In fact, many reports on patients with renal allograft failure tell us that dialysis is often started at GFR levels far below the optimal suggested threshold [ 16–18 ]. These studies suggested that the delay in starting dialysis after graft loss might negatively impact on morbidity and mortality. The delay in starting dialysis might be due, at least in part, to the difficulty in assessing the renal function in transplanted patients. In fact, serum creatinine levels consistently underestimate the true GFR reduction, due to the frequently reduced muscle mass in transplanted patients. Furthermore, it is worth underlining that in these patients, none of the equations utilized for calculating GFR in the general CKD population reaches the level of accuracy required by the K/DOQI standards [ 19 ]. However, in addition to the above-mentioned objective difficulties, the reluctance of both patient and doctor to accept the irreversible failure of the graft may also play a role in delaying dialysis initiation. Furthermore, it is also common experience that the tolerance to uraemic symptoms differs greatly from one patient to another.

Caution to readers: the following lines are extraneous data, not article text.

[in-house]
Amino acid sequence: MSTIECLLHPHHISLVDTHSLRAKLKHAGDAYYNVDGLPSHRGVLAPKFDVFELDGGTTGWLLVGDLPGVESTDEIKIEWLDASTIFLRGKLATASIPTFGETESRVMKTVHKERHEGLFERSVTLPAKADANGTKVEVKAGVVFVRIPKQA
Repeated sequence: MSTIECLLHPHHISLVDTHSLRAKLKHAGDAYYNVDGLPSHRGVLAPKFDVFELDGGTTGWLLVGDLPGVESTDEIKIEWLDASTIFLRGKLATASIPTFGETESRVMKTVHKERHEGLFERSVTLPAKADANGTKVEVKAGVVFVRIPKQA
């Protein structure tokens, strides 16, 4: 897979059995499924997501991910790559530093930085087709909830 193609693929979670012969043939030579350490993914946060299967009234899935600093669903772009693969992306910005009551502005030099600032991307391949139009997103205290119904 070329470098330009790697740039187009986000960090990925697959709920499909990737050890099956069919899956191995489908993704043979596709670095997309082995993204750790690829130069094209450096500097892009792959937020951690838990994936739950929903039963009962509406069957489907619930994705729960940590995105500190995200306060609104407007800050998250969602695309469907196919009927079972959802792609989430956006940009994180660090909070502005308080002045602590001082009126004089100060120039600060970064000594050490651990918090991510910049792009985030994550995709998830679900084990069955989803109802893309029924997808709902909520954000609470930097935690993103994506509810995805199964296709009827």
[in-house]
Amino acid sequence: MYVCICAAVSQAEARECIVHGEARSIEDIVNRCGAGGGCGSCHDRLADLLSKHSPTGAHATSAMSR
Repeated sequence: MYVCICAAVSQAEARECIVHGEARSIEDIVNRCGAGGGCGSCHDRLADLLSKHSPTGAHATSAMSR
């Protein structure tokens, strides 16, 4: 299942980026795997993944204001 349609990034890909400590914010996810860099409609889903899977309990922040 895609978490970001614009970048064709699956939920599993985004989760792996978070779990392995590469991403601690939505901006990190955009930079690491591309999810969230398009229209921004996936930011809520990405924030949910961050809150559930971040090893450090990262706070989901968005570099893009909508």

In summary, even if there are some arguments suggesting that starting dialysis earlier than usually done might have some benefits on morbidity and mortality, it is as yet not possible to give any definitive recommendation on the level of GFR at which a patient should be submitted to dialysis after graft failure.

What type of dialysis?

Whether peritoneal dialysis (PD) or haemodialysis (HD) is the preferred modality when starting dialysis treatment after graft failure is far from being clarified. Only scanty, retrospective studies have addressed this topic. Sasal et al . [ 17 ] found that mortality was higher in 42 patients starting PD after graft failure than in 43 randomly selected PD patients who had never had a transplant. At variance with this, other studies [ 20–22 ] did not find any significant difference in survival among patients who started PD after graft loss and never-transplanted patients who started renal replacement therapy with PD. Nor was any significant difference in patient survival reported by other groups that compared PD or HD as dialysis treatment after graft failure [ 20 , 23 ].